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Matt Wilcox

@John B

That’s pretty much what I was thinking but I don’t know very much about CDNs so I wasn’t sure quite how it’d work. For example, let’s assume that someone’s proxy is looking at an AI enabled site – what size image does the proxy get? If that proxy machine is fed a 301/302 redirect, does it simply cache the redirected image instead of the source URL? If so, then it’s broken and won’t work in the same way it’d be broken if you let any intermediate cache store an AI image. I just don’t think that there’s a way to make AI work with CDNs/Proxies because one of the design decisions was that the mark-up doesn’t change. Which in turn means the request URI doesn’t change. Which in turn means any cache that isn’t the end user’s will be wrong most of the time.

I’m not a PHP expert by any means (until AI it had been 6yrs since I did any PHP), and I don’t understand why images served through it are seen to be ‘slow’. If the image exists cached, all PHP is doing is flinging the image out. If the slowness is simply instantiating the PHP then it’s already been done through the .htaccess and there’s no real penalty from serving an image vs having the PHP issue a HTTP redirect (which the browser then has to deal with). Also, the PHP is required to check that the cached version of the image is newer than the source file – otherwise AI could serve outdated cached images in the event that someone changed the source image after the cache had been generated.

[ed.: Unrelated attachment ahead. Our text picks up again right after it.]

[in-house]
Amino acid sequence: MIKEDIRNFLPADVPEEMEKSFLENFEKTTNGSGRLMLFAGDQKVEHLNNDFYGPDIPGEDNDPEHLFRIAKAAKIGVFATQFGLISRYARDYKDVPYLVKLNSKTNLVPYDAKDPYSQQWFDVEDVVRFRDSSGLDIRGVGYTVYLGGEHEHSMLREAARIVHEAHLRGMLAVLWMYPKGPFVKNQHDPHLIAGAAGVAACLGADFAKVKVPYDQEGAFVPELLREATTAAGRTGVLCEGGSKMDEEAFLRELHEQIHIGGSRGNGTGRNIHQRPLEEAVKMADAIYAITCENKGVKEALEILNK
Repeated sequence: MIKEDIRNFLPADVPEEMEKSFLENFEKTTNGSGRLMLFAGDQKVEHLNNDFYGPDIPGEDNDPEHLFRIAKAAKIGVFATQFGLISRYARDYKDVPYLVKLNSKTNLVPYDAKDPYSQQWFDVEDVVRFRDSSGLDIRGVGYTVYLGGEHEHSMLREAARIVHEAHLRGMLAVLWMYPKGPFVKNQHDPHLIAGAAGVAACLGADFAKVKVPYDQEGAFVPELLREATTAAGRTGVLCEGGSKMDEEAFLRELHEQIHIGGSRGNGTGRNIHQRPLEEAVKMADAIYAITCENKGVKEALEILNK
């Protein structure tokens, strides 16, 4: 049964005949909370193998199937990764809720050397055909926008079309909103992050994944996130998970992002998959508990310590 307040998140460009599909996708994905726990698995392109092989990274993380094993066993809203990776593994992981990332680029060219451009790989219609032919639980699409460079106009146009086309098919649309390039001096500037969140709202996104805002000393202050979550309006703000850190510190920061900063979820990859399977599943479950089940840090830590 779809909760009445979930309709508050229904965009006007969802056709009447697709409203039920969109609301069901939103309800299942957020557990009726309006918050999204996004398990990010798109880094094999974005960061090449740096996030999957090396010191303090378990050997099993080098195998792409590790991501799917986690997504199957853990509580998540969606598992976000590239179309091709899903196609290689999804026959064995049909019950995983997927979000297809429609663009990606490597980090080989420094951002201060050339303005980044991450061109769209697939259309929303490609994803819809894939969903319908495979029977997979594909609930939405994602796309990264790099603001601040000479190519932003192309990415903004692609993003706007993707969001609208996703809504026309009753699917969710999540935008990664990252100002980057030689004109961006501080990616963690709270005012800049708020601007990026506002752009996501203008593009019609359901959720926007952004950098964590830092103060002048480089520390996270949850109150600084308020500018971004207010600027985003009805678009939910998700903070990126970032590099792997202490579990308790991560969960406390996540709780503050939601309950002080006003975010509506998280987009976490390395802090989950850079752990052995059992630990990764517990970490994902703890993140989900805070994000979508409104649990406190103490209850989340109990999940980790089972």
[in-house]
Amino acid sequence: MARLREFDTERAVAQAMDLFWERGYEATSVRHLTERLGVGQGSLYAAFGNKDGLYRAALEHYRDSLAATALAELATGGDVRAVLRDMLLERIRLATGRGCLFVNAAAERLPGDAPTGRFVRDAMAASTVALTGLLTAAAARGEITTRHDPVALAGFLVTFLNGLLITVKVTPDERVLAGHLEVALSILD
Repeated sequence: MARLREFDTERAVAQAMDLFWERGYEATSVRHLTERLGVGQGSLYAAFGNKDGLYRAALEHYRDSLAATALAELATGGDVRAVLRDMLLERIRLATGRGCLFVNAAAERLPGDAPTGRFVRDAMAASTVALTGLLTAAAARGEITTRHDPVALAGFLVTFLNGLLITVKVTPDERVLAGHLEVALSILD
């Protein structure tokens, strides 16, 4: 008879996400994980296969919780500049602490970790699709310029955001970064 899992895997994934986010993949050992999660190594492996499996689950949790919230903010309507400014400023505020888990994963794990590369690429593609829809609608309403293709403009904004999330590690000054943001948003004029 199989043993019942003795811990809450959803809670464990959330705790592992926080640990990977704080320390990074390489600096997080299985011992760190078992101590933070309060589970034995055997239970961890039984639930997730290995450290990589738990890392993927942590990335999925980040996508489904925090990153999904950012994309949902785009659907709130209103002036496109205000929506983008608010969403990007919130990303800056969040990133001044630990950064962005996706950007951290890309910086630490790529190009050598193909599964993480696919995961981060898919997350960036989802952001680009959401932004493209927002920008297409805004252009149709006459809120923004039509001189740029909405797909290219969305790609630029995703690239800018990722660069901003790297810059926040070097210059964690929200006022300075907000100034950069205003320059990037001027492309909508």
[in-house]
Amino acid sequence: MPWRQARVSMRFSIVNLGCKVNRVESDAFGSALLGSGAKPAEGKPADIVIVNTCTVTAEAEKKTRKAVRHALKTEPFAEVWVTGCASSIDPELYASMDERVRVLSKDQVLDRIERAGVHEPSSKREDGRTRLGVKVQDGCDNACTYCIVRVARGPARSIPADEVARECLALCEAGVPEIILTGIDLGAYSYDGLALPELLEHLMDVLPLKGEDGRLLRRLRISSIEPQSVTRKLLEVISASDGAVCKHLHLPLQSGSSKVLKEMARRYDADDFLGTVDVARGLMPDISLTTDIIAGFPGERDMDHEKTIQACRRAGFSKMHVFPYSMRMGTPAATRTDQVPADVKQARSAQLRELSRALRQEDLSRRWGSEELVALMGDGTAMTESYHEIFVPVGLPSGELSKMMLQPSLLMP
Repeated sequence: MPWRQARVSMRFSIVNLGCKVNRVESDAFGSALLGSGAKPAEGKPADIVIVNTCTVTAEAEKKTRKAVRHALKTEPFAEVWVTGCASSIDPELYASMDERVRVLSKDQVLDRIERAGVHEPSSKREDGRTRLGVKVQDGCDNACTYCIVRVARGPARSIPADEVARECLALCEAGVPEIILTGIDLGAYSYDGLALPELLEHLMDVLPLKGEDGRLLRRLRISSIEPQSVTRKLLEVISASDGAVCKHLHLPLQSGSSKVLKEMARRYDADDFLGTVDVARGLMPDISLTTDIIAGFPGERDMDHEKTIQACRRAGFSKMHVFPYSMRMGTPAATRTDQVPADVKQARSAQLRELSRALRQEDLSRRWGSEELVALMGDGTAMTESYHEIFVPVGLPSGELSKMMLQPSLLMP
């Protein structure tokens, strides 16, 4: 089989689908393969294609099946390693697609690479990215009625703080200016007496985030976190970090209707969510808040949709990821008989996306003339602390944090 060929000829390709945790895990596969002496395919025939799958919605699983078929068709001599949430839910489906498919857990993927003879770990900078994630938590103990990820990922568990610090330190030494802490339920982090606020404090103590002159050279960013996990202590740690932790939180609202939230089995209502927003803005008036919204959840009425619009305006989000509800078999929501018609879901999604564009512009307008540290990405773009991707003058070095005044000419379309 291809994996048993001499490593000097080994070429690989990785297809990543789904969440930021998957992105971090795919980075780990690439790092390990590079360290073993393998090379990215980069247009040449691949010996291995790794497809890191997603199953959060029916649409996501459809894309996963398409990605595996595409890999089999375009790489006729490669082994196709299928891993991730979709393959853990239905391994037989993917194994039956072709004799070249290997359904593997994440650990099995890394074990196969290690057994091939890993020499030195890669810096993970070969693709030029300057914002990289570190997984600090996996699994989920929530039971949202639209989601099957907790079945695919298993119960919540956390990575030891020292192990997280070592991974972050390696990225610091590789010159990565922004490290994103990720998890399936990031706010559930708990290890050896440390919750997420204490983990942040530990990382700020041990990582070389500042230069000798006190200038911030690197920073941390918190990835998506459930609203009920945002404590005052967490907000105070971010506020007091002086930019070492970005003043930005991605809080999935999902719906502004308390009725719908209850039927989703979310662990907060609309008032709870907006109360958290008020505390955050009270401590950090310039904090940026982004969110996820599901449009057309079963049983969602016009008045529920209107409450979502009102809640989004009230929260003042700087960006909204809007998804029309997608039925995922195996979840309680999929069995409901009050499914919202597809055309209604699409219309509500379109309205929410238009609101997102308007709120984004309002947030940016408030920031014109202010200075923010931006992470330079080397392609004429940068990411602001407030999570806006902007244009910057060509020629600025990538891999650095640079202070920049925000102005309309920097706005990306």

Wouldn’t it be the case that HTTP redirects are going to be considerably slower than simply supplying an image? We’d double the humber of HTTP calls and that means a lot of latency, especially on mobile networks where it’s not so much bandwidth that’s a problem as latency. More HTTP calls would surely be worse? Isn’t that why we package up libraries and use CSS sprites?

I think there are a couple of potential options, but without some serious testing it’s hard to know which is better. My gut is telling me that redirects won’t work out too well, but I would love to be better informed.

As a side-thought (and philosophical question): is it really a bad thing to send different sized versions of the same content from one URL? It’s not ideal, but is it that bad? We are sending the same semantic content after all, it’s not like we’re sending a semantically different document based on the size of the users screen. Likewise, when exactly would someone need or want to save a different sized version of an image than the one which they were already looking at? Does it actually matter?